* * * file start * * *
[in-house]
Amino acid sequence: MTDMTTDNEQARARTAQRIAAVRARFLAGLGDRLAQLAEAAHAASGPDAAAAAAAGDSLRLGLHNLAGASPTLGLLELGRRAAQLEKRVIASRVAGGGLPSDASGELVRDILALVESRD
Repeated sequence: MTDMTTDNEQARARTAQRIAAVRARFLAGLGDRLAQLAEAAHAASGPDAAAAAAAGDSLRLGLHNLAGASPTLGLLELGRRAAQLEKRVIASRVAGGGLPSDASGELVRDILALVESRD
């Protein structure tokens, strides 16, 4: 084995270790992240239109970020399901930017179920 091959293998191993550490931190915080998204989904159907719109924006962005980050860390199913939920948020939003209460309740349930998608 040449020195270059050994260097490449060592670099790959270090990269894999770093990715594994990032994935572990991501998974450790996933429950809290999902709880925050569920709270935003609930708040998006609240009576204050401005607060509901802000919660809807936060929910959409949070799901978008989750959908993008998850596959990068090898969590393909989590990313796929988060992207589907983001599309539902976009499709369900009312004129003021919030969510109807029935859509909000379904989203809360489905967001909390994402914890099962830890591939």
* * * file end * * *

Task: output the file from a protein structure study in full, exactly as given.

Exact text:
[in-house]
Amino acid sequence: MTDMTTDNEQARARTAQRIAAVRARFLAGLGDRLAQLAEAAHAASGPDAAAAAAAGDSLRLGLHNLAGASPTLGLLELGRRAAQLEKRVIASRVAGGGLPSDASGELVRDILALVESRD
Repeated sequence: MTDMTTDNEQARARTAQRIAAVRARFLAGLGDRLAQLAEAAHAASGPDAAAAAAAGDSLRLGLHNLAGASPTLGLLELGRRAAQLEKRVIASRVAGGGLPSDASGELVRDILALVESRD
């Protein structure tokens, strides 16, 4: 084995270790992240239109970020399901930017179920 091959293998191993550490931190915080998204989904159907719109924006962005980050860390199913939920948020939003209460309740349930998608 040449020195270059050994260097490449060592670099790959270090990269894999770093990715594994990032994935572990991501998974450790996933429950809290999902709880925050569920709270935003609930708040998006609240009576204050401005607060509901802000919660809807936060929910959409949070799901978008989750959908993008998850596959990068090898969590393909989590990313796929988060992207589907983001599309539902976009499709369900009312004129003021919030969510109807029935859509909000379904989203809360489905967001909390994402914890099962830890591939």